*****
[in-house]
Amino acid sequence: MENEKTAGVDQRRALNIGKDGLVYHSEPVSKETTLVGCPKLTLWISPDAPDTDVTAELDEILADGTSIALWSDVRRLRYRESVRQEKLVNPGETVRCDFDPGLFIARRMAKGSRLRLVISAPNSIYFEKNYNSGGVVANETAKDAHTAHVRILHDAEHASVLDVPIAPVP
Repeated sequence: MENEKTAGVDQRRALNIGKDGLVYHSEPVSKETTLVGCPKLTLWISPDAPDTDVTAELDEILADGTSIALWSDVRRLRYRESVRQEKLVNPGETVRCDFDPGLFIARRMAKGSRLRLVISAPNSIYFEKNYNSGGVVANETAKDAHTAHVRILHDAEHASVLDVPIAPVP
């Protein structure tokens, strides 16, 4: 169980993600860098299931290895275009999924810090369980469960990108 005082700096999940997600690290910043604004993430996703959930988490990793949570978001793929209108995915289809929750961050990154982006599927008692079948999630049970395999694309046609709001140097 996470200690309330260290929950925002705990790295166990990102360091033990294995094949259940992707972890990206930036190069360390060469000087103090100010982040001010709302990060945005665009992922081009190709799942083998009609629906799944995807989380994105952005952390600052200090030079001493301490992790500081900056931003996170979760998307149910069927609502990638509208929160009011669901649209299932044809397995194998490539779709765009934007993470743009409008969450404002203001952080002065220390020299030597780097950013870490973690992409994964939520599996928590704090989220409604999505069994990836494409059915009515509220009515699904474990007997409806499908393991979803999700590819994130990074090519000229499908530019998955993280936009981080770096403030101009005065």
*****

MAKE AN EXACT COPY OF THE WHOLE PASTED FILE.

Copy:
[in-house]
Amino acid sequence: MENEKTAGVDQRRALNIGKDGLVYHSEPVSKETTLVGCPKLTLWISPDAPDTDVTAELDEILADGTSIALWSDVRRLRYRESVRQEKLVNPGETVRCDFDPGLFIARRMAKGSRLRLVISAPNSIYFEKNYNSGGVVANETAKDAHTAHVRILHDAEHASVLDVPIAPVP
Repeated sequence: MENEKTAGVDQRRALNIGKDGLVYHSEPVSKETTLVGCPKLTLWISPDAPDTDVTAELDEILADGTSIALWSDVRRLRYRESVRQEKLVNPGETVRCDFDPGLFIARRMAKGSRLRLVISAPNSIYFEKNYNSGGVVANETAKDAHTAHVRILHDAEHASVLDVPIAPVP
């Protein structure tokens, strides 16, 4: 169980993600860098299931290895275009999924810090369980469960990108 005082700096999940997600690290910043604004993430996703959930988490990793949570978001793929209108995915289809929750961050990154982006599927008692079948999630049970395999694309046609709001140097 996470200690309330260290929950925002705990790295166990990102360091033990294995094949259940992707972890990206930036190069360390060469000087103090100010982040001010709302990060945005665009992922081009190709799942083998009609629906799944995807989380994105952005952390600052200090030079001493301490992790500081900056931003996170979760998307149910069927609502990638509208929160009011669901649209299932044809397995194998490539779709765009934007993470743009409008969450404002203001952080002065220390020299030597780097950013870490973690992409994964939520599996928590704090989220409604999505069994990836494409059915009515509220009515699904474990007997409806499908393991979803999700590819994130990074090519000229499908530019998955993280936009981080770096403030101009005065």